The Public Sector Alliance of Canada wants parliamentarians to ensure that workers on Parliament Hill get compensation for the Phoenix pay fiasco that’s equal to what other public servants have received.
In March, more than 140,000 public servants received lump-sum payments of $2,500 before taxes, to compensate for missed, delayed, or erroneous payments made through the Phoenix pay system since 2016.
But they didn’t include Hill staff, who are covered by different legislation than most of the federal public service.
In arbitration last week, the Federal Public Sector Labour Relations and Employment Board ruled that 62 House of Commons workers would not get the same level of compensation for Phoenix-related problems as have other federal workers.
The Public Sector Alliance of Canada (PSAC) has filed notice to challenge the decision at the Federal Court of Appeal.
It’s unfair that Hill workers, whom MPs and senators rely on to fulfill their duties, won’t be equally compensated, the union says.
“This is just a basic question of fairness,” Alex Silas, regional executive vice-president for PSAC in the national capital region, told iPolitics. “The government made a commitment to address the hardship and stress and financial uncertainty and pain and suffering caused by Phoenix.”
A board hearing about compensating Senate workers for Phoenix-system errors is scheduled for May 7.
Hill workers who are paid using Phoenix include members of the Parliamentary Protective Services, Library of Parliament workers, and employees who produce Hansard and transcripts of House and Senate meetings.
The employer, the House of Commons, argued in arbitration that staff experienced Phoenix pay problems “differently” than the rest of the public service, the board noted in its ruling.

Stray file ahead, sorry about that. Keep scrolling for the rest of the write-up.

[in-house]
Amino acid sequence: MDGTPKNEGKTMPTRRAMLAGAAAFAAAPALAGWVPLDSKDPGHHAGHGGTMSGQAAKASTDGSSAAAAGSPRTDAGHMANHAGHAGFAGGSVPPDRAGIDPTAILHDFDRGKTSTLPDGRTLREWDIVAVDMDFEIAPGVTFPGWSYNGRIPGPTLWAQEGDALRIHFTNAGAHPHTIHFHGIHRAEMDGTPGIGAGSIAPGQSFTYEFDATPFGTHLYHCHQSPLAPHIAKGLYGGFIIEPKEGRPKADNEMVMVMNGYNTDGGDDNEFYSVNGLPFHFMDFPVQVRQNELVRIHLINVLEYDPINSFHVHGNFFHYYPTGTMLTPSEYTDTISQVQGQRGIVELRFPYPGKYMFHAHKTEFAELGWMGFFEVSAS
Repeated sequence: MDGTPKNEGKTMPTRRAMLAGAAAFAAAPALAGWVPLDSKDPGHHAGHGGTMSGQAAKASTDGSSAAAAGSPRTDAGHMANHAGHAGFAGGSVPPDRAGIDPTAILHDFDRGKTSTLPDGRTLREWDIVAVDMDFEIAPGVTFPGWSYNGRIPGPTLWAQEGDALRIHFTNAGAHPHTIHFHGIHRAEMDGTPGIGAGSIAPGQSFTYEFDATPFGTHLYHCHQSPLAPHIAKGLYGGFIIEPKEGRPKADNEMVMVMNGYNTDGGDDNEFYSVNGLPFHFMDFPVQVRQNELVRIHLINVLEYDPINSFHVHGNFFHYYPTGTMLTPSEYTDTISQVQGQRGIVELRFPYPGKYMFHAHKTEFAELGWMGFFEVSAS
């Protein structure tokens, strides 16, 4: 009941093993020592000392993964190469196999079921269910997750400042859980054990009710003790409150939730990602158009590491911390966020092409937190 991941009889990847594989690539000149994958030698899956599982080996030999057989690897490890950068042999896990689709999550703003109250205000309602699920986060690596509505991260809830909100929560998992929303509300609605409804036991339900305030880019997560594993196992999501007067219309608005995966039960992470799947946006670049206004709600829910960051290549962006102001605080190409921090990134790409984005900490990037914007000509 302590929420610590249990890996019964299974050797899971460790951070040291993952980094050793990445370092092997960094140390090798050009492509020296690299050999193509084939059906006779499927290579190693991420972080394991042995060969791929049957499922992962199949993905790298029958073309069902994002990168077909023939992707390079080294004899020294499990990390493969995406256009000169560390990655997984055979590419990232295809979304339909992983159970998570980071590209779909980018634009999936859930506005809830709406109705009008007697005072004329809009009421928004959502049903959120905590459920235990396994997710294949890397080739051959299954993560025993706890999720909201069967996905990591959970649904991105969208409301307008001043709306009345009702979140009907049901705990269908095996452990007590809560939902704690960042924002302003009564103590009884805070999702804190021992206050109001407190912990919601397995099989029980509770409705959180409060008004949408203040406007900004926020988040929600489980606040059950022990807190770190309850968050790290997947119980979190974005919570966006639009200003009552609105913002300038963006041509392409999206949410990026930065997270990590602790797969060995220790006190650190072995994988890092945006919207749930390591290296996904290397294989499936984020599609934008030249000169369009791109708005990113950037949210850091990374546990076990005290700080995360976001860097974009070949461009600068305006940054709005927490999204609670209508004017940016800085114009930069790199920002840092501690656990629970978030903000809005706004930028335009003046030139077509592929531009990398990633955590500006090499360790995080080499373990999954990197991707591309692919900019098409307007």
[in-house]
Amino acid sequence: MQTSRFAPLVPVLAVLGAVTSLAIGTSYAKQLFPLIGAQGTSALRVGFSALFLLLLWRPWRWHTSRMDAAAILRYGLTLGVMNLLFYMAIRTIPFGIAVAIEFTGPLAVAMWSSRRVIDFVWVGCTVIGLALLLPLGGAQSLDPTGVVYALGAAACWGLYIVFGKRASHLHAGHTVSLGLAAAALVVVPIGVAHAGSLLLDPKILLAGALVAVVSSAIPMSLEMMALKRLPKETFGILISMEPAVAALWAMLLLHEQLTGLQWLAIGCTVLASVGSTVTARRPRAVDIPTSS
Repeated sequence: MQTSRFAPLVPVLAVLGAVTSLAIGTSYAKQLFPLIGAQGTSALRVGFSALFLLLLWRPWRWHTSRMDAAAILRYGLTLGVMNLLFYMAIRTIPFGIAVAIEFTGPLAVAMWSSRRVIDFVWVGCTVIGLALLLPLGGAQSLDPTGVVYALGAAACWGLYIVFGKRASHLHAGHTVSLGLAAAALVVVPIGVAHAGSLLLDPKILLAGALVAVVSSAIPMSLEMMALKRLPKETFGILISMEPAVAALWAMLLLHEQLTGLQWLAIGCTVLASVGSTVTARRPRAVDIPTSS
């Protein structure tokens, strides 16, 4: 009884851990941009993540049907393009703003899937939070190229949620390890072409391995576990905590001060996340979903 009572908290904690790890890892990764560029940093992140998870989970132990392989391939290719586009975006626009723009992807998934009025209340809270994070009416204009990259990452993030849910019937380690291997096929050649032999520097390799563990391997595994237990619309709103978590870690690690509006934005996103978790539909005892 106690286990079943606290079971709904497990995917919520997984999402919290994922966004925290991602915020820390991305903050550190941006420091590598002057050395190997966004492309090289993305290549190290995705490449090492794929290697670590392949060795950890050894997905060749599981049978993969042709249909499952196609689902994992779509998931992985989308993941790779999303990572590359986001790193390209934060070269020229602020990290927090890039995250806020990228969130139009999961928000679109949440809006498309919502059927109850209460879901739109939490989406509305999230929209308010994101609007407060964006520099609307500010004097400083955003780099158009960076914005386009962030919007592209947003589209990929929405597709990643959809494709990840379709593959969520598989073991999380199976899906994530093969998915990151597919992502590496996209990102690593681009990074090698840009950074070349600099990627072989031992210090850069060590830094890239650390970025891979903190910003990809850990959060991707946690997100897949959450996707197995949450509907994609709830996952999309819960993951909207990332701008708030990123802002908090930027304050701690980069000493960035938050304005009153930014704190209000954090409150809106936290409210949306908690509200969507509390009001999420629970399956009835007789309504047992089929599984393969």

The House of Commons did not immediately respond to a request for comment on Monday.
The union is worried that last week’s ruling, which applied to House of Commons workers, will set a precedent for other groups of workers who were paid through Phoenix but didn’t qualify for the lump-sum payments. They include National Battlefields Commission employees in Quebec, for example, Silas said.
The Phoenix pay system was launched in February 2016, and eventually caused pay problems for nearly 80 per cent of federal public servants. It will cost Ottawa billions of dollars to keep operating it until a replacement system is created.
An agreement to pay damages was finalized between the Treasury Board of Canada and PSAC last October, and lump-sum payments were sent out on March 3.
Meanwhile, another group of workers on the Hill was recently told by Public Services and Procurement Canada that they don’t qualify for sick pay because they’re freelancers, not employees.
French- and English-language interpreters who work during news conferences and other parliamentary meetings won’t be paid benefits, the Canadian Press has reported.
Under the Official Languages Act, Parliament can’t sit without translation services from English to French, and vice versa.
About 80 interpreters are qualified to work on the Hill, and they’re not permitted to work from home.